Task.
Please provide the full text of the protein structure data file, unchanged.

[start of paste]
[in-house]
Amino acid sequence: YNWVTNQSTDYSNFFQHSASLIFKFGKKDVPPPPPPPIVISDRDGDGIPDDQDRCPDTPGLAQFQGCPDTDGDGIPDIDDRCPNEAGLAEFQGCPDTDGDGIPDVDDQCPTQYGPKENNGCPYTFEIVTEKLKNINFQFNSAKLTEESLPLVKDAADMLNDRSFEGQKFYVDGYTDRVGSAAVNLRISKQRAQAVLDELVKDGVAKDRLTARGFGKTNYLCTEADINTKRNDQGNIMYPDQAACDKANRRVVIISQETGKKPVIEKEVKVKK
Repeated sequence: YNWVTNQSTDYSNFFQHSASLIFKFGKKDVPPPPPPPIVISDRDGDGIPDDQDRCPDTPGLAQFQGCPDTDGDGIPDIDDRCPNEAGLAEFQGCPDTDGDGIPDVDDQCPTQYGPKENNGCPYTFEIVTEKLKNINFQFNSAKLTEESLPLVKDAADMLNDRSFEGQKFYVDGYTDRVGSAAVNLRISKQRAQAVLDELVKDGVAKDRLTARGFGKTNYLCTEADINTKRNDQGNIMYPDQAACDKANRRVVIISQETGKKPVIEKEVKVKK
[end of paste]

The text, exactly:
[in-house]
Amino acid sequence: YNWVTNQSTDYSNFFQHSASLIFKFGKKDVPPPPPPPIVISDRDGDGIPDDQDRCPDTPGLAQFQGCPDTDGDGIPDIDDRCPNEAGLAEFQGCPDTDGDGIPDVDDQCPTQYGPKENNGCPYTFEIVTEKLKNINFQFNSAKLTEESLPLVKDAADMLNDRSFEGQKFYVDGYTDRVGSAAVNLRISKQRAQAVLDELVKDGVAKDRLTARGFGKTNYLCTEADINTKRNDQGNIMYPDQAACDKANRRVVIISQETGKKPVIEKEVKVKK
Repeated sequence: YNWVTNQSTDYSNFFQHSASLIFKFGKKDVPPPPPPPIVISDRDGDGIPDDQDRCPDTPGLAQFQGCPDTDGDGIPDIDDRCPNEAGLAEFQGCPDTDGDGIPDVDDQCPTQYGPKENNGCPYTFEIVTEKLKNINFQFNSAKLTEESLPLVKDAADMLNDRSFEGQKFYVDGYTDRVGSAAVNLRISKQRAQAVLDELVKDGVAKDRLTARGFGKTNYLCTEADINTKRNDQGNIMYPDQAACDKANRRVVIISQETGKKPVIEKEVKVKK